The family of deubiquitinating enzymes (DUBs) perform key functions in virtually all physiological and patho- physiological processes. Importantly disruption of DUB function has been associated with a wide range of hu- man diseases, including cancer, infection, and neurodegeneration. However, there are currently few selective inhibitors of DUBs and no dedicated compound libraries focused on these important enzymes. The goal of our interdisciplinary team (Sara Buhrlage, DUB biology, chemical biology; Jarrod Marto protein bi- ochemistry, chemical proteomics) is to develop a robust screening platform, validated against our novel, fo- cused library of DUB-targeting compounds. In the fullness of time results from our proposal will drive develop- ment of new potent and selective covalent DUB inhibitors and study of DUB function in cellular and animal models. Consistent with PAR-17-438, we focus on assay development, with emphasis on incorporating multiple, or- thogonal biochemical assays as key validation steps. We will develop and validate our platform through three specific aims:
Aim 1. To develop and execute a library-vs-library screen comprised of 49 DUBs and a focused collec- tion of 150 DUB-targeting compounds. We will use ubiquitin-based DUB activity probes (ABPs) in competi- tion format assays with compounds from our library of DUB-targeting compounds. Quantitative MS analysis of these assays will establish selectivity profiles of our compounds against cellular DUBs. We will use cell-based and intact protein CE-MS to confirm on-target activity and covalent binding.
Aim 2. To map the proteome-wide reactivity of irreversible DUB-targeting compounds. We will use two novel mass spectrometry-based MS approaches to further confirm covalent target-ligand binding, as well as to identify the specific site of modification on each target. These assays will provide a direct readout of concentra- tion-dependent probe binding on DUBs as well as on potential off-target cysteines throughout the proteome. As a result, these assays will also serve as comprehensive counter screens for our compounds.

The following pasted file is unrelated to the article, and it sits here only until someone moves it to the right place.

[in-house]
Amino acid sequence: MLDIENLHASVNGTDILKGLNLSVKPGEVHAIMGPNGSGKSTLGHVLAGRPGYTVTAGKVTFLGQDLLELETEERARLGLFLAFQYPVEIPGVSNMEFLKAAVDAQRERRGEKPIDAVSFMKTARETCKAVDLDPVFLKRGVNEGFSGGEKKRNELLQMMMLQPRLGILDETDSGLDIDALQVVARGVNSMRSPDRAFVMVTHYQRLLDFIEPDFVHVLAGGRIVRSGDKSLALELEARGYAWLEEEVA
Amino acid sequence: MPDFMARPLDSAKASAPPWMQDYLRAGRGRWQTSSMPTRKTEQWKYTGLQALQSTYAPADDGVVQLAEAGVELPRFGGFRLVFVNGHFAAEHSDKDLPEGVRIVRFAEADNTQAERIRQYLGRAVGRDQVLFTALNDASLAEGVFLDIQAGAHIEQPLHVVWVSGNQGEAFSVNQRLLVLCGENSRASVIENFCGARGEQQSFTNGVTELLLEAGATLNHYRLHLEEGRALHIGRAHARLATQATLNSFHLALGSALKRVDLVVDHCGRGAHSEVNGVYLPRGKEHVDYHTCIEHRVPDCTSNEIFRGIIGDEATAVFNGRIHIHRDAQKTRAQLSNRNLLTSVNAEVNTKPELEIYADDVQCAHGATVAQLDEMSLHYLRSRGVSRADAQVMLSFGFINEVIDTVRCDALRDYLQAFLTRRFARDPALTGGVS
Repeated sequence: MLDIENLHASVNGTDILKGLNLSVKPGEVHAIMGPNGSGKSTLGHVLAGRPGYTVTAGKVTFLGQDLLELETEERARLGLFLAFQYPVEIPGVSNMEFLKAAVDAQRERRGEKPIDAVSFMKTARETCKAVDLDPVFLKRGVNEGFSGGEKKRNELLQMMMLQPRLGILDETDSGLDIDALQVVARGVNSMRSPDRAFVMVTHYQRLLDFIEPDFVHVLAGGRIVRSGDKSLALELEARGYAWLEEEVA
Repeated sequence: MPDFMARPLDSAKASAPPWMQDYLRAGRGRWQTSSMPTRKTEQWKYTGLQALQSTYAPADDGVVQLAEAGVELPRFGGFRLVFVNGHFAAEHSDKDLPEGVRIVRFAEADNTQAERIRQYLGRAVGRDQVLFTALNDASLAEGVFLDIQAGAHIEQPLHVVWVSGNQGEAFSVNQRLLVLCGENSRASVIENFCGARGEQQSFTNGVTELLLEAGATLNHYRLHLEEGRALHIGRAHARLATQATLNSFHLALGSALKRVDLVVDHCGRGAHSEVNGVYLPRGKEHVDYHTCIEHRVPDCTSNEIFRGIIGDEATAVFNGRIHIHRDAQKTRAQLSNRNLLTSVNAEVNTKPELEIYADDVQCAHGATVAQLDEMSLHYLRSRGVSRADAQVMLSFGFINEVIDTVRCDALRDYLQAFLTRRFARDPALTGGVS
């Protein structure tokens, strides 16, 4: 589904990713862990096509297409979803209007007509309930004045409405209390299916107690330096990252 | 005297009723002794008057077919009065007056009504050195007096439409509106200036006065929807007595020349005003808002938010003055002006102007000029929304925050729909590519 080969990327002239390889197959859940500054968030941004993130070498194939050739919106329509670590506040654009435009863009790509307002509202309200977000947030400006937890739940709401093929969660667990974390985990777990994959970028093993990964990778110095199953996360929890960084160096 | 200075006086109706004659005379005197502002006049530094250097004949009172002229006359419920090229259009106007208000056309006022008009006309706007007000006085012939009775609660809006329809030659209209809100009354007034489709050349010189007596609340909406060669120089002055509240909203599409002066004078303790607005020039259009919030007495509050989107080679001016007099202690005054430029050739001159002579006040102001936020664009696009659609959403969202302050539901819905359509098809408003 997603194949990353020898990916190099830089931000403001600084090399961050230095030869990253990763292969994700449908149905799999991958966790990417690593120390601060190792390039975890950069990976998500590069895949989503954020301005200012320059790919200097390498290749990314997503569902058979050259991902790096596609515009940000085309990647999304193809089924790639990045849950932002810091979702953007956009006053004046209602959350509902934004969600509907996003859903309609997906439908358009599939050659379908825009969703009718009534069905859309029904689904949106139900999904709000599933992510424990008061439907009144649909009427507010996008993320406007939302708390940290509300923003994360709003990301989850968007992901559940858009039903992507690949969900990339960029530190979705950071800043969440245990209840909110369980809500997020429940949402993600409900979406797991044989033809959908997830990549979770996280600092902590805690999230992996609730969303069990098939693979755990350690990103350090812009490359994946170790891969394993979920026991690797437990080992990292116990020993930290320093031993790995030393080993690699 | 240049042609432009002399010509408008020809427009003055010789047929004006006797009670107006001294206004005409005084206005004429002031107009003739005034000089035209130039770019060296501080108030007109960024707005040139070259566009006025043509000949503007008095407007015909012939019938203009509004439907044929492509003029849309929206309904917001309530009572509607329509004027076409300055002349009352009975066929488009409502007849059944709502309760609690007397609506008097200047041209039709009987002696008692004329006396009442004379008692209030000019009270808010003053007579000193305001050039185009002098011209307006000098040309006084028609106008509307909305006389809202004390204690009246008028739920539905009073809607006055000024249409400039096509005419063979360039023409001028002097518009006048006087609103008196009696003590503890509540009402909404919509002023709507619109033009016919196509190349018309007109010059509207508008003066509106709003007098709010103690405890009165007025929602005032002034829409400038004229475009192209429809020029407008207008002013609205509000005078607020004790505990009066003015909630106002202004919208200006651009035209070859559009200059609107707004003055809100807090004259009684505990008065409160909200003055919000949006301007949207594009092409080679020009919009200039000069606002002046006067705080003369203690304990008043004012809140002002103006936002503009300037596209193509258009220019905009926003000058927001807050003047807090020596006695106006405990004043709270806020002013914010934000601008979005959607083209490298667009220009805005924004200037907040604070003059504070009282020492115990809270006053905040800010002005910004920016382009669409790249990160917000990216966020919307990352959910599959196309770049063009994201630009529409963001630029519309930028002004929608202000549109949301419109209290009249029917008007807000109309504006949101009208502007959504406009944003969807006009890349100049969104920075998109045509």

Aim 3. To validate our platform's ability to streamline medicinal chemistry optimization campaigns. In this Aim we will validate the ability of our platform to quantify changes in selectivity for late-stage DUB probes refined through structure-activity relationship (SAR) studies. Data and results from our proposal will provide (i) a library of well-characterized covalent DUB compounds; (ii) a broadly-accessible resource with publicly available protocols and guidelines; (iii) a common bioanalytical framework applicable to other enzyme families; and (iv) hits for future development into selective probes and potential candidates for the NCI Experimental Therapeutics (NExT) Program.

Public Health Relevance

Deubiquitinating enzymes (DUBs) are a family of enzymes important in the regulation of nearly every cellular process and whose aberrant function has been heavily implicated in disease, most notably cancer, infection and neurodegenerative disease. Few high quality inhibitors targeting members of this enzyme family exist limiting the ability to study their detailed roles in normal and disease biology. In this proposal we will develop a screening platform for discovery of first-in-class DUB inhibitors.

National Institute of Health (NIH)
National Cancer Institute (NCI)
Research Project (R01)
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Special Emphasis Panel (ZRG1)
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Forry, Suzanne L
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Dana-Farber Cancer Institute
United States
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